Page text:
Source: Duluth News Tribune
As dusk settled over Duluth on Friday, a stream of people made their way into the Islamic Center of the Twin Ports to break their daylong fast during Ramadan, pray and share a feast.
More than 100 Muslims crowded into the center’s fellowship hall. They munched on figs (a traditional fruit for breaking the fast) and greeted each other warmly.
“This is like our second home,” Ahmed Maamoun of Superior, who is originally from Egypt, said about the Islamic Center. Zubaida Maqsood, 1, munches on bread while sitting with her father, Babar Maqsood of Duluth. They were at a fundraising dinner at the Islamic Center of the Twin Ports on Friday.
Sunday marked one year since the Islamic community bought the former Unitarian Universalist church in Duluth’s Woodland neighborhood. It’s the only mosque in the Northland. Before buying the church, local Muslims rented space for gatherings on special occasions.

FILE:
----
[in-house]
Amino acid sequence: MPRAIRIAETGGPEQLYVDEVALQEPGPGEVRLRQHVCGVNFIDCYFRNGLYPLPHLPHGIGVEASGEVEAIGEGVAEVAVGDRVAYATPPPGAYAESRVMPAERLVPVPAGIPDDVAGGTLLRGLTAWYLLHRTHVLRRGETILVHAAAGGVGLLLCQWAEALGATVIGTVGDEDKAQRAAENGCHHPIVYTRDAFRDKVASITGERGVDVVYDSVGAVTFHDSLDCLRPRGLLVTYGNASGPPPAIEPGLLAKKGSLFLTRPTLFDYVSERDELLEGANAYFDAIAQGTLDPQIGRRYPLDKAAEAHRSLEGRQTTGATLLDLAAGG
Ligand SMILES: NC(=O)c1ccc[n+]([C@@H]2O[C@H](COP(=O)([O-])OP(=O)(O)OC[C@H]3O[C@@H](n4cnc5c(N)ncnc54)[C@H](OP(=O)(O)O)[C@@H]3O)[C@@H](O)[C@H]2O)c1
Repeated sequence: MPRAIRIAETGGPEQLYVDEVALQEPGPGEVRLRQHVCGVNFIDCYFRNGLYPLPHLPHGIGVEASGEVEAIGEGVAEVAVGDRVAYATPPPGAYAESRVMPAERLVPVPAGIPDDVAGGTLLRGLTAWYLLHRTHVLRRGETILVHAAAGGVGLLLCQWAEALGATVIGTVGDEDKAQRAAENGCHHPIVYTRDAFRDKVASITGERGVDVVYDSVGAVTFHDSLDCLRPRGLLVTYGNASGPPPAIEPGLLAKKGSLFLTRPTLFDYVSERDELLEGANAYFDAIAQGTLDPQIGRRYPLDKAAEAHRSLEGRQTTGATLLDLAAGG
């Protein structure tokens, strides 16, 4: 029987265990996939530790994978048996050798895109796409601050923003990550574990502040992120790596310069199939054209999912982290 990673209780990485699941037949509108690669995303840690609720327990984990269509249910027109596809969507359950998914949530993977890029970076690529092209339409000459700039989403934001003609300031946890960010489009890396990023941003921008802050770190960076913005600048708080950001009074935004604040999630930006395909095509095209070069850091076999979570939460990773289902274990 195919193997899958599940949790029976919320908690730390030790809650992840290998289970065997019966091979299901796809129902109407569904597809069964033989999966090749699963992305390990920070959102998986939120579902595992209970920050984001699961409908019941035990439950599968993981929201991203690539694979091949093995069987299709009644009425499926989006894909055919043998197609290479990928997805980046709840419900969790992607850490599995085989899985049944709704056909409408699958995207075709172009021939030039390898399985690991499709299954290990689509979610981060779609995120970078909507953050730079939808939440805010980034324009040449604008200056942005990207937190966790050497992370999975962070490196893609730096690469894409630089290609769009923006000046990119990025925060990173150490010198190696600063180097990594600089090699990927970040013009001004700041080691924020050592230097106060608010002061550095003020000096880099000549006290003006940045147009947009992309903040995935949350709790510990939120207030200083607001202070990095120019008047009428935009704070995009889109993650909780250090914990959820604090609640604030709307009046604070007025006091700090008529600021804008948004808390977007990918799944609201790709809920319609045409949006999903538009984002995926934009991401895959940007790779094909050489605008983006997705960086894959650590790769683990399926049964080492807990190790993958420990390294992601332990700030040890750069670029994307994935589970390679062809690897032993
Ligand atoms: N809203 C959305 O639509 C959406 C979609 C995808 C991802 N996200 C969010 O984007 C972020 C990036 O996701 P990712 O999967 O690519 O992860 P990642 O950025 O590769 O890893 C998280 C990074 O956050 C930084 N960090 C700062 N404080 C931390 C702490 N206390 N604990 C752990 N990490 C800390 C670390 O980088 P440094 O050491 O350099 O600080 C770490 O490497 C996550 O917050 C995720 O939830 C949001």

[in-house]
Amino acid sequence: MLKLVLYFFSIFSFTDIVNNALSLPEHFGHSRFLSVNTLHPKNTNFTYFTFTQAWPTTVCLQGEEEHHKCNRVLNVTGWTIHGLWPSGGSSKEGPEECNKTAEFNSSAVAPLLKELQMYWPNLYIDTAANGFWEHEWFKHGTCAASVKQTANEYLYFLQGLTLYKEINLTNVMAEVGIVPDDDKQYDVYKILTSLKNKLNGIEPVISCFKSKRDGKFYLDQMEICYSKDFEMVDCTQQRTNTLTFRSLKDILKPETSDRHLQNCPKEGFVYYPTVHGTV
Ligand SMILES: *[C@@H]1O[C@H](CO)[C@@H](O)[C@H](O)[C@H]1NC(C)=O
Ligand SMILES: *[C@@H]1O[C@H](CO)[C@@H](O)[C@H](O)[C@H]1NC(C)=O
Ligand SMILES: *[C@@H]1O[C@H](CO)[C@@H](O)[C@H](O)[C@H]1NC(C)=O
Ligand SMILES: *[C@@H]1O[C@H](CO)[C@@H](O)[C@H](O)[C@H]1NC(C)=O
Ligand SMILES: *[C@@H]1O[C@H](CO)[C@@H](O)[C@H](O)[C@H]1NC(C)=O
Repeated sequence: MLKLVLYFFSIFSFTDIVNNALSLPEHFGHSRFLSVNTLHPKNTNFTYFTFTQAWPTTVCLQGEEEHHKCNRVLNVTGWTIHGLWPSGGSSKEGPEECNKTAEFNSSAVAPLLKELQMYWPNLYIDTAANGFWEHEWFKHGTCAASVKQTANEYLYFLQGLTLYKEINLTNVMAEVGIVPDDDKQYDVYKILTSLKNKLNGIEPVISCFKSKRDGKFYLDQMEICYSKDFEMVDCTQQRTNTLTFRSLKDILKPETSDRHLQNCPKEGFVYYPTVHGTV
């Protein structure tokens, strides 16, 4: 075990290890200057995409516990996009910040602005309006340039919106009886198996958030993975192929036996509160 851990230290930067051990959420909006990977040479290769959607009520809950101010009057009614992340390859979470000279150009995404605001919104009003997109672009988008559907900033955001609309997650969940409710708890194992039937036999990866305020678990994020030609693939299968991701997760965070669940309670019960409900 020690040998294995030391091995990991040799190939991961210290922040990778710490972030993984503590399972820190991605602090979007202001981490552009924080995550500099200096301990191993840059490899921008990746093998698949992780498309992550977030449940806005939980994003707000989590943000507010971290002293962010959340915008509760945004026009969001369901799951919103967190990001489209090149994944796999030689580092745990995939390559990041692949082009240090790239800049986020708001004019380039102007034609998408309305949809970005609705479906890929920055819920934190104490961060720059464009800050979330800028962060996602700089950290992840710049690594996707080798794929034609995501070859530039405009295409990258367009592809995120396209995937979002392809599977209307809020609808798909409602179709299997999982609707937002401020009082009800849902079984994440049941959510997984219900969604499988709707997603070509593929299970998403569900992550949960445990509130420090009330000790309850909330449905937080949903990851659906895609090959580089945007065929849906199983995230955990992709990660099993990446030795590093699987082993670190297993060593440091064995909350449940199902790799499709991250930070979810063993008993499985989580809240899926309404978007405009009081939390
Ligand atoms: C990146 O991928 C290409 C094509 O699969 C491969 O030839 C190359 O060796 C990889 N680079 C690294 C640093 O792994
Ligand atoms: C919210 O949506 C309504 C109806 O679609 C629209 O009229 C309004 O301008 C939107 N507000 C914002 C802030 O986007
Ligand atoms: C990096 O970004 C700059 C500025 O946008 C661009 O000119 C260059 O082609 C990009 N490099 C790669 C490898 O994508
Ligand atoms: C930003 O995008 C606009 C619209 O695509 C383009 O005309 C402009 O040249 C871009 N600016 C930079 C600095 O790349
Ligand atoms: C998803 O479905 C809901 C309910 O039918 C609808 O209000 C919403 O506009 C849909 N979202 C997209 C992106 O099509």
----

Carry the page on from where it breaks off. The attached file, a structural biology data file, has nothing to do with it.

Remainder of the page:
The Islamic Center now bustles with activity, including Friday prayers and discussions, potluck dinners and religious education classes for children. Muslims pray five times a day, and some Muslims go to the center daily to do some of those prayers.